Reformed Theology

ElderDad's picture

There may have previously been a thread on this subject, but I don't find it high enough in the list to see it. Therefore, I will start a thread and let it take its course. The purpose of this topic is to provide a place other than the Study of the Gospel of John, where it has become a side issue with considerable activity. Unfortunately, it is off-track there, so here it is in the open forum. The purpose is to give a place to post items dealing with traditional Reformed Theology. Because CCEL comes out of the Reformed community, there are many books dealing with Reformed Theology and Preaching in the CCEL library. However, in keeping with the ecumenical effort of the founders and supporters of this site, there are also books in the CCEL library that disagree with Reformed Theology. Sooooo, let me remind all participants in this forum, "Keep it loving, or keep it at home."

DanFugett's picture

Luther and reformed theology

I find Luther much easier for me to relate to then Calvin though I am have read much of the catechisms David referenced. In my study of Luther I find areas he supports and areas he clearly does not support double predestination. That is, in one place Luther mentions that he leaves it in God's hands why the lost are lost, and chooses to focus instead on the Divine Commission to share the Gospel. However, he certainly maintained (consistent with Jn 6:44) that no one can come to Christ unless drawn to Him by the Father. Some have called this single predestination, ie, the realization and acknowledgement that God calls all who are saved. One can accept the view we are incapable through depravity to come to God without believeing the lost are so damned because of Divine sovereignty. Does that mean He has not called those who are currently unsaved? Only if one believes God's grace is irresistable but too many scriptures speak of resisting God's grace to believe it is irresisstable in the standard sense of the term. As I understand Luther, he was also not dogmatic in insisting God elects some peope to die and spend eternity in Hell. Luther also appeared to have a view of security that was conditioned on continued faith not based only on the Sovereign will of God. I cant speak of lutheranism but Luther's teachings appear to me to be very different than the beliefs of reformed theology.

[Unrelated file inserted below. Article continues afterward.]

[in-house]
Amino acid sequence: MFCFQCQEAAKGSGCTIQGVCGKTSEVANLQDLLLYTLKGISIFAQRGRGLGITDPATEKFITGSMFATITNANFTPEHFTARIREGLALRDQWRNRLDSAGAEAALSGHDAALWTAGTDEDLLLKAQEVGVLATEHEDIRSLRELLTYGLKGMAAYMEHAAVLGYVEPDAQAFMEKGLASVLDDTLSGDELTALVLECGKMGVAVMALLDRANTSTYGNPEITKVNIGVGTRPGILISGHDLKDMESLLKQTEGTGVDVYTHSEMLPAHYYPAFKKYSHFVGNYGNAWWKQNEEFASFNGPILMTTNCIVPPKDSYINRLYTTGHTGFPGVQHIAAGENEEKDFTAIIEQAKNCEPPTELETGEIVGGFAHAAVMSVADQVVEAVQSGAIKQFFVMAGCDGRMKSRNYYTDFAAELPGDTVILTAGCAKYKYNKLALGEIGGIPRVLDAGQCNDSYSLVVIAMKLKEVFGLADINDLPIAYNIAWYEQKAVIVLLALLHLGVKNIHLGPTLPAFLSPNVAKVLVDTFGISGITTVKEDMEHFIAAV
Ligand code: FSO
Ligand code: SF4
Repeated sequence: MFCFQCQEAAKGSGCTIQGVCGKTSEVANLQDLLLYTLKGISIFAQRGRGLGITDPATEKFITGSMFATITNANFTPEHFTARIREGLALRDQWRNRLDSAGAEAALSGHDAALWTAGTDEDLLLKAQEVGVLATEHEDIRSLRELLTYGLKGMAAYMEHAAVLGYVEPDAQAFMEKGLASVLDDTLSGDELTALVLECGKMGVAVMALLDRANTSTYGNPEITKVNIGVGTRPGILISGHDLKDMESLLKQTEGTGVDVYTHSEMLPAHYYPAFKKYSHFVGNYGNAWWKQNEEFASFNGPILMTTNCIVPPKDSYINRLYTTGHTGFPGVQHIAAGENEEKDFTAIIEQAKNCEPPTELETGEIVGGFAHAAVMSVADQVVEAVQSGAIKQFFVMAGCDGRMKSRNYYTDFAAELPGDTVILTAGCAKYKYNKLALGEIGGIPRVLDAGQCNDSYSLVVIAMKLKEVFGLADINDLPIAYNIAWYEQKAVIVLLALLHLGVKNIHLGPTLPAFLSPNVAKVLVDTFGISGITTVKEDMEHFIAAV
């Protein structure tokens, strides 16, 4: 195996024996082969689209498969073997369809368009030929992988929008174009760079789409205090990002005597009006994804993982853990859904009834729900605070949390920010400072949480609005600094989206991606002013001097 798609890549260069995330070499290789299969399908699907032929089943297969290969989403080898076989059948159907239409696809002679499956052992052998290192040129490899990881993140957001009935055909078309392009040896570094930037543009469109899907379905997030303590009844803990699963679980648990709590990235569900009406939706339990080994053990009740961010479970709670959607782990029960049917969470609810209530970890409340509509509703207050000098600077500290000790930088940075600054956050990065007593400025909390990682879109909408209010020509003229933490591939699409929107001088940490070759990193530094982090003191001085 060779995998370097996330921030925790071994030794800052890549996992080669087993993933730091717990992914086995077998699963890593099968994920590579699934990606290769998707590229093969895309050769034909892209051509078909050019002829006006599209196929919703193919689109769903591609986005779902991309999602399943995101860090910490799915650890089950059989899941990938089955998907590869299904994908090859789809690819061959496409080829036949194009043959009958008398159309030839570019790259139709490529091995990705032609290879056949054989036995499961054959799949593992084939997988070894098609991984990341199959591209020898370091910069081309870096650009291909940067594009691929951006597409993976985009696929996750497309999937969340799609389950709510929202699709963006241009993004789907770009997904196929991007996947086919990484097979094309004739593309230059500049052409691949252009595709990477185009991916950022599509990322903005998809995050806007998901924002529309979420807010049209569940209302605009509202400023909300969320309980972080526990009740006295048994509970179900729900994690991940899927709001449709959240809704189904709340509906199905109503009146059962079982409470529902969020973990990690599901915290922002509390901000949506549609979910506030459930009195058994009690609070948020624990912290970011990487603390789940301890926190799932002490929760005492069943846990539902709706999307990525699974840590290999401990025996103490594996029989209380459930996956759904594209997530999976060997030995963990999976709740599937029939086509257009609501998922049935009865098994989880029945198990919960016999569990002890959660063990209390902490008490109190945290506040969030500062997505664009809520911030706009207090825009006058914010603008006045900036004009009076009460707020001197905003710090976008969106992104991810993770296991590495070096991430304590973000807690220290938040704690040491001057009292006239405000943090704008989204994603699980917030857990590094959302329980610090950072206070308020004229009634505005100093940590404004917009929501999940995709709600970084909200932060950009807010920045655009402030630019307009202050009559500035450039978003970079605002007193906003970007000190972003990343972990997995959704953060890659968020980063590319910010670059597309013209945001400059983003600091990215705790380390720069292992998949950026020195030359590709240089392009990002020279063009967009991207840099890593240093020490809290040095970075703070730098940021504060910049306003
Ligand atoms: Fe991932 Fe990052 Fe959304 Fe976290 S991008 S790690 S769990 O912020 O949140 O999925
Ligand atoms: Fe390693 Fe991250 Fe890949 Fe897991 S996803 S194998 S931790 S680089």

As I understand it and one poster pointed out, today's reformed theology stemmed from Calvin but took formation at Dort in response to the 5 points of Arminius.

Submitted as a poster,

In Christ,

Dan Fugett, Sr Moderator